At 5:00 was The Making of Doctor Who: Series Ten [Panel: Sarah Dollard (writer), Jamie Mathieson (writer), Brian Minchin (executive producer), Edward Russell (former? brand assistant), Hayley Nebauer (costume designer), Lawrence Gough (director), Lindsey Alford (script executive), Peter Harness (writer), Rachel Talalay (director), Rona Munro (writer), Steven Moffat (showrunner/writer), Wayne Yip (director)]. Again, it was a fun panel giving a few more insights to the process of putting together a series from idea stage onward. Some stuff I'd heard before, but I'd happily listen to these folks talk about their work for hours.

Finally the time for the Murray Gold concert rolled around, but Gally guru Shaun Lyon came out on stage to tell us all that they needed to clear the room for setup—a big change of plan. I give the Gally crew mad props, though, because they found a way to appease those of us who'd been in the room for hours just to get good seats. They promised—on an honor system—that all of us who had been in the room at 6:00 would get our same seats back. Some people put down snacks, business cards, notebook pages with names scrawled on them to help save their spots. Others just crossed their fingers and took note of exactly where they'd been.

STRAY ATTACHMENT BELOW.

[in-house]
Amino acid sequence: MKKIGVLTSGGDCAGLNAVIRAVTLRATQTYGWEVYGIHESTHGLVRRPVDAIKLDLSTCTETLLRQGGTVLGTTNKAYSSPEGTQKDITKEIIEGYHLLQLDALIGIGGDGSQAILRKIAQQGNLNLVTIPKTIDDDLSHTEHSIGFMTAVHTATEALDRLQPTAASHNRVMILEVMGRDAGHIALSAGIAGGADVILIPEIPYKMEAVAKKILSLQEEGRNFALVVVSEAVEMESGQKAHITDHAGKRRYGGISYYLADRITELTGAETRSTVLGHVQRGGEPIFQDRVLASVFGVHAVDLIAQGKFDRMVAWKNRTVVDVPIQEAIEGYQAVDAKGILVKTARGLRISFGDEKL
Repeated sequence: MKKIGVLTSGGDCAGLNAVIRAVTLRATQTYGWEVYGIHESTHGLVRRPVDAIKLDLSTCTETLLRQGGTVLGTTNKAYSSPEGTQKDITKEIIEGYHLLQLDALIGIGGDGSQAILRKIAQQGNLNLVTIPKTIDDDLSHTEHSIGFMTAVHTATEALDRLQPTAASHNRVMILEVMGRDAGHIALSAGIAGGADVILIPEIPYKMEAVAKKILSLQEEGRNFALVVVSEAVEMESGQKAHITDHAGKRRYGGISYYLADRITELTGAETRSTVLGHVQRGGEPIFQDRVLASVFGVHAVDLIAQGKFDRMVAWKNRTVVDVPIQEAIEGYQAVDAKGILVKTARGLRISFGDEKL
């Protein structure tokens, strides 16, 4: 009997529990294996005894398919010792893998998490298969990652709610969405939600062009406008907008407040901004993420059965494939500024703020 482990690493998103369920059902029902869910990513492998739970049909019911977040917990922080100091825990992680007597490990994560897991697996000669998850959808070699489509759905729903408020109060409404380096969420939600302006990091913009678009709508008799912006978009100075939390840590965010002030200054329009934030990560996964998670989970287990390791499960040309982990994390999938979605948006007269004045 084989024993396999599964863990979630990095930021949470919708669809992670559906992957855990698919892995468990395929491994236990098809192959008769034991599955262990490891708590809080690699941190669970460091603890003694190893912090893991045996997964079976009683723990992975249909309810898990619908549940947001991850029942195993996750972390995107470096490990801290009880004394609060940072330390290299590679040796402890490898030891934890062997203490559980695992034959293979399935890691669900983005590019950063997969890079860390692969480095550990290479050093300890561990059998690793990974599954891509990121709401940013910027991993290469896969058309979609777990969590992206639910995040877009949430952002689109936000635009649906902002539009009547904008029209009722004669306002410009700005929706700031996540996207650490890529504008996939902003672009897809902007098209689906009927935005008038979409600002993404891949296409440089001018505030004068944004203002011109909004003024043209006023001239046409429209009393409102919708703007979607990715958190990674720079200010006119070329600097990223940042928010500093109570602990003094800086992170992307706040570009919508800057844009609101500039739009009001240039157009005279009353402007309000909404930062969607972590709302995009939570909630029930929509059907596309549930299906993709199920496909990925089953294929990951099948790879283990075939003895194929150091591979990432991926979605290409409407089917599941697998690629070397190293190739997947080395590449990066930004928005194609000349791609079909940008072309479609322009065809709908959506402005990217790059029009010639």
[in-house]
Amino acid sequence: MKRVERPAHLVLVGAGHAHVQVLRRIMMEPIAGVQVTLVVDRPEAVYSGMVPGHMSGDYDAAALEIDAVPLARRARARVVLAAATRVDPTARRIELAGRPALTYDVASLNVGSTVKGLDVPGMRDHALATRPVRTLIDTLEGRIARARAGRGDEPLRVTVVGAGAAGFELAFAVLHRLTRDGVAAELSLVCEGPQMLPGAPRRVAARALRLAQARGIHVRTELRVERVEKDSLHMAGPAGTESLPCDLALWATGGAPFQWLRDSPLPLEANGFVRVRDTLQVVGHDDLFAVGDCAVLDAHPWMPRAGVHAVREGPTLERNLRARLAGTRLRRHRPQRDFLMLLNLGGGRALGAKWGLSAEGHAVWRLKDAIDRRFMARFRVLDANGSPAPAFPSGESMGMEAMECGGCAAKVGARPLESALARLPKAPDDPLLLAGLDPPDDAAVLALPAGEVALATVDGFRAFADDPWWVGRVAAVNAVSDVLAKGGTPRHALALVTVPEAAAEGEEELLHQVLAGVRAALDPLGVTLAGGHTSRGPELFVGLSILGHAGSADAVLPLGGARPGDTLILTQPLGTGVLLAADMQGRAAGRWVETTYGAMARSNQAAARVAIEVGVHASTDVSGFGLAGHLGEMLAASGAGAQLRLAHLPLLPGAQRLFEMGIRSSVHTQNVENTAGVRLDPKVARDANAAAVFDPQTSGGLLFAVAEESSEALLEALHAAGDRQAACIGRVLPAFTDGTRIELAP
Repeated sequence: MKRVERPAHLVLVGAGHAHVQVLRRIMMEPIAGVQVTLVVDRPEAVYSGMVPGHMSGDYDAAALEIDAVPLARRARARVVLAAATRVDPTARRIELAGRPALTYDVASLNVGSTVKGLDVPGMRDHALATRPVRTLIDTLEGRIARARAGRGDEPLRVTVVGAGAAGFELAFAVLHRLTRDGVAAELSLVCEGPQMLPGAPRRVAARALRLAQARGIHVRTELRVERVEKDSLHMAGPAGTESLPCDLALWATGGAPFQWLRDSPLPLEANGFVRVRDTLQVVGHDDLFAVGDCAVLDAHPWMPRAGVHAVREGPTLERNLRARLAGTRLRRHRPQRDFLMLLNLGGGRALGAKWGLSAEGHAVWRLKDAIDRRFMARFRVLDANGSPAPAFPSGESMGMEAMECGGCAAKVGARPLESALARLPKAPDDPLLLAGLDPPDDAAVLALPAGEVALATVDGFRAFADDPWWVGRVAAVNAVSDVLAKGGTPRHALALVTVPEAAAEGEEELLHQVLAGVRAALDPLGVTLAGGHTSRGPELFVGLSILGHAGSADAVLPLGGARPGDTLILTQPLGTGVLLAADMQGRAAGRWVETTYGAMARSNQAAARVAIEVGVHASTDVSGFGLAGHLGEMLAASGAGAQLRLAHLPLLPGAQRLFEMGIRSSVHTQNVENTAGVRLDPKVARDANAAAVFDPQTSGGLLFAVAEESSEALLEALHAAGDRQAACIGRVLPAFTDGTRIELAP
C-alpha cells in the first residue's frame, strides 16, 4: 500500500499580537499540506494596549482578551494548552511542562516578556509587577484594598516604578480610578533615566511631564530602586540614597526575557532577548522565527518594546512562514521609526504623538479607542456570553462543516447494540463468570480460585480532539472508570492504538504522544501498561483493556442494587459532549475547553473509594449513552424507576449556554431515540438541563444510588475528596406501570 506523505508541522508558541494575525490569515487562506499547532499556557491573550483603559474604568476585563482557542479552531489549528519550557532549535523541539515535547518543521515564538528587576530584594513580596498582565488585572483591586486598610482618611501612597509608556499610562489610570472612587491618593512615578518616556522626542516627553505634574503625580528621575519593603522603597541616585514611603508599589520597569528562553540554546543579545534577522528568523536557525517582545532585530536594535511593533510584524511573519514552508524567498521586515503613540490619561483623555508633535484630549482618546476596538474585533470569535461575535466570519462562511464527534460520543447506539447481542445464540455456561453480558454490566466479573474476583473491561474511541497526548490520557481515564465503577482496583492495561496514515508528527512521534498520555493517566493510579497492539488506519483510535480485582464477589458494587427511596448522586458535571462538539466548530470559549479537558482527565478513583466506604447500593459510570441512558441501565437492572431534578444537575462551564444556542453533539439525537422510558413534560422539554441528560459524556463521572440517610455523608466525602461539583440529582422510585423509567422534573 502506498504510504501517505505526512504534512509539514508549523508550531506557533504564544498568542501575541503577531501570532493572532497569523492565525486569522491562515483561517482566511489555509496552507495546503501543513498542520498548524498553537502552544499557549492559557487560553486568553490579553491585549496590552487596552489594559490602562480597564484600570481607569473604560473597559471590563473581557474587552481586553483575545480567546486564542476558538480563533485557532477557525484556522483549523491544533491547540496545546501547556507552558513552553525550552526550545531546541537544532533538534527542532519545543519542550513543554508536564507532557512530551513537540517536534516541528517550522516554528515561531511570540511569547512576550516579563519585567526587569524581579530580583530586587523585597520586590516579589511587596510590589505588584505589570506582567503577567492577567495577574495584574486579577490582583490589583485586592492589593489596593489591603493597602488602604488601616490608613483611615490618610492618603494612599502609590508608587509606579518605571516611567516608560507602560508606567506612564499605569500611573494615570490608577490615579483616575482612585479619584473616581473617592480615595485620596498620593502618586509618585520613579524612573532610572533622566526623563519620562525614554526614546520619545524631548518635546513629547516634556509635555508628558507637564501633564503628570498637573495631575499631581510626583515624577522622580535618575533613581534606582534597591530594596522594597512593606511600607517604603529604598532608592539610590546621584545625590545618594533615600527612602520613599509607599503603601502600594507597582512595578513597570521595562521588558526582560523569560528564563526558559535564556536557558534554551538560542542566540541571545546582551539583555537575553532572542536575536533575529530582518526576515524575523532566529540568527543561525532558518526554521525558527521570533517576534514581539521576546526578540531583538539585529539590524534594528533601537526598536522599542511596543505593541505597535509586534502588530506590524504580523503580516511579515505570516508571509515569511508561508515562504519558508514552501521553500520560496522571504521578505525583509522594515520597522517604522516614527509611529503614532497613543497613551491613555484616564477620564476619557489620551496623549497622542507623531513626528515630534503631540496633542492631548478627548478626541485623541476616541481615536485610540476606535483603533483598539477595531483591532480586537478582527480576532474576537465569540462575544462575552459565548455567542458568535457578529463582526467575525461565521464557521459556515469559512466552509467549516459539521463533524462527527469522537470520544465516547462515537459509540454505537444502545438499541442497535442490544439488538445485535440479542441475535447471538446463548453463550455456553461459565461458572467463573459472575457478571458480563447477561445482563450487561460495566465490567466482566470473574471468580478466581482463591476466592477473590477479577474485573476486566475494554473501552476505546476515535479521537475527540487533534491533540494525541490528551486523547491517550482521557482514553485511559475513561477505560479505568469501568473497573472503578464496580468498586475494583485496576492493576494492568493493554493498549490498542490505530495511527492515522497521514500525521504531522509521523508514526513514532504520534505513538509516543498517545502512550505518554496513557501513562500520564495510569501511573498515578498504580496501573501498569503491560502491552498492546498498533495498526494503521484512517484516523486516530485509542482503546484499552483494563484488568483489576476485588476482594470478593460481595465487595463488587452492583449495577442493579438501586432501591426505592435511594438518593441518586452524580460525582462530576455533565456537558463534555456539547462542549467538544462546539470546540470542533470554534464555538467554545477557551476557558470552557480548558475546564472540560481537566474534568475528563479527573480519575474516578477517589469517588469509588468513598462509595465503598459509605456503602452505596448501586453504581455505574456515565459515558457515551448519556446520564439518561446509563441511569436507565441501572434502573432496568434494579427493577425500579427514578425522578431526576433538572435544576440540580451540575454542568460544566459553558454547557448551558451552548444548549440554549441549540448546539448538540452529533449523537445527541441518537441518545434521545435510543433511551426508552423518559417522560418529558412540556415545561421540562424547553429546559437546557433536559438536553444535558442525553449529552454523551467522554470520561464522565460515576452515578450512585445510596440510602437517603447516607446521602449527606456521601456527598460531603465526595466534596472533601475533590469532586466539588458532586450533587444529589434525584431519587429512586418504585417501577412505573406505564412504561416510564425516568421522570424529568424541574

Amazingly, it worked. When we all filed back in more than an hour and a half later, there were our seats. Folks who had queued for the Masquerade (which was to come right after) and hadn't had a seat at 6 moved off to the sides of the room until all the previous attendees were seated again, and then filled in at the sides. I am still amazed at how smoothly it went, but it's a testament to the fans here and the Con Ops crew that it worked at all.

Then we got to see Murray. It was ... simply marvelous. It was his first convention appearance, and I think he was a bit overwhelmed by the fan reaction. We were certainly overwhelmed by his music.

The Masquerade followed right on Murray's heels, and had a tough act to follow. There were some fabulous costumes, though a very small number of entries. As always, I enjoyed seeing them, but I was exceptionally tired and had little patience for the halftime entertainment. I left and came back for the results, and barely made it through those before turning into a pumpkin and heading to bed.